DJ Mo, popular YFM radio presenter, says his rapid rise to fame is because of his education

FRESH IDEAS: Moeti Tsiki recently started hosting his own show called 'The Urban Expression' in the prime slot between 6pm and 9pm. © Unknown.
FRESH IDEAS: Moeti Tsiki recently started hosting his own show called 'The Urban Expression' in the prime slot between 6pm and 9pm. © Unknown.

Zweli Mokgata

Zweli Mokgata

Moeti Tsiki, popularly known as DJ Mo, who presents YFM's evening six-to-nine show, is unlike most celebrities. Despite his impressive advancement in broadcasting in a relatively short time, he maintains a level head and speaks like someone who has been in radio for many years.

"It's because of my training," Tsiki says. "Unlike many who go into this field, I have been through all the basics and my rate of growth is so much faster than if I didn't do the kind of groundwork that exposed me to every single aspect of radio and media."

Tsiki completed his three-year Diploma in Media Studies in 2005 specialising in journalism, radio broadcasting and production. With courses in finance, marketing, sound engineering, subediting and advertising, the course covered almost every aspect of media.

"At the end of the final exams I sent out my demo to YFM, and a week later they called me in for an interview with Bondo [Ntuli]," he says.

"I went in and the first thing they said was 'you are starting tonight'. I was stunned. I didn't even have a chance to take it all in; my dream was already coming to reality."

After only a year and a half in the weekday slot between midnight and 3am, Tsiki says that he has honed his skills behind the mic and mixing desk to such a degree that it has become second nature.

Last week Tsiki started hosting his own show called The Urban Expression in the prime slot between 6pm and 9pm.

"It's an amazing feeling," he says. "I am now competing with guys I used to listen and look up to when I was growing up. Sometimes it gets a little overwhelming, but I put aside those feelings, because I know that I'm young and have something fresh to offer."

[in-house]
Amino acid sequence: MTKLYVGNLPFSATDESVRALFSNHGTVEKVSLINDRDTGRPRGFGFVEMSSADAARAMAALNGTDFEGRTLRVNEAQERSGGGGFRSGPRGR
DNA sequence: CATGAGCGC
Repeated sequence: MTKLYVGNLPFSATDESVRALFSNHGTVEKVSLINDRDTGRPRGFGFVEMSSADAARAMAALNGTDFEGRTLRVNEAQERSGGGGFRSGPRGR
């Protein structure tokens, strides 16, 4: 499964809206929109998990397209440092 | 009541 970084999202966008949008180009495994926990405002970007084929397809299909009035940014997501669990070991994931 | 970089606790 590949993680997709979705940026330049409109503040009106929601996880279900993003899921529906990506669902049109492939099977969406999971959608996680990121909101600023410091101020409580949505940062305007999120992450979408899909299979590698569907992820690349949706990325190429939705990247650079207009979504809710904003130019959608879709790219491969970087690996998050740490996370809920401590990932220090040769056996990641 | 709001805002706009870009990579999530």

According to Tsiki, he hasn't received any negative responses - either from listeners or from his peers in broadcasting.

"The only thing that might qualify as negative was when someone on the YFM website posted a message saying: 'Who is this Mo anyway, does he know what he's doing?'. It doesn't get to me though because I've come to a point where I trust myself and my decisions. I've got fresh ideas, and the best thing about it is that I'm just being me."

But Tsiki warns people who think that radio is an easy ride about joining the profession.

"Too many people think it's just about having a good time, and very often they fall off the rails. The excitement and recognition are all fun, but people need to realise that it is also a profession that requires a lot of planning and hard work.

"I can see that people are now expecting more out of each other, and I'm truly humbled to be where I am now," Tsiki says.

These institutions provide training in radio broadcasting and production:

l Boston Media House - 011-883-0933 or

l ABC Ulwazi - 011-339-2277 or

l Allenby Campus - 086-222-2345.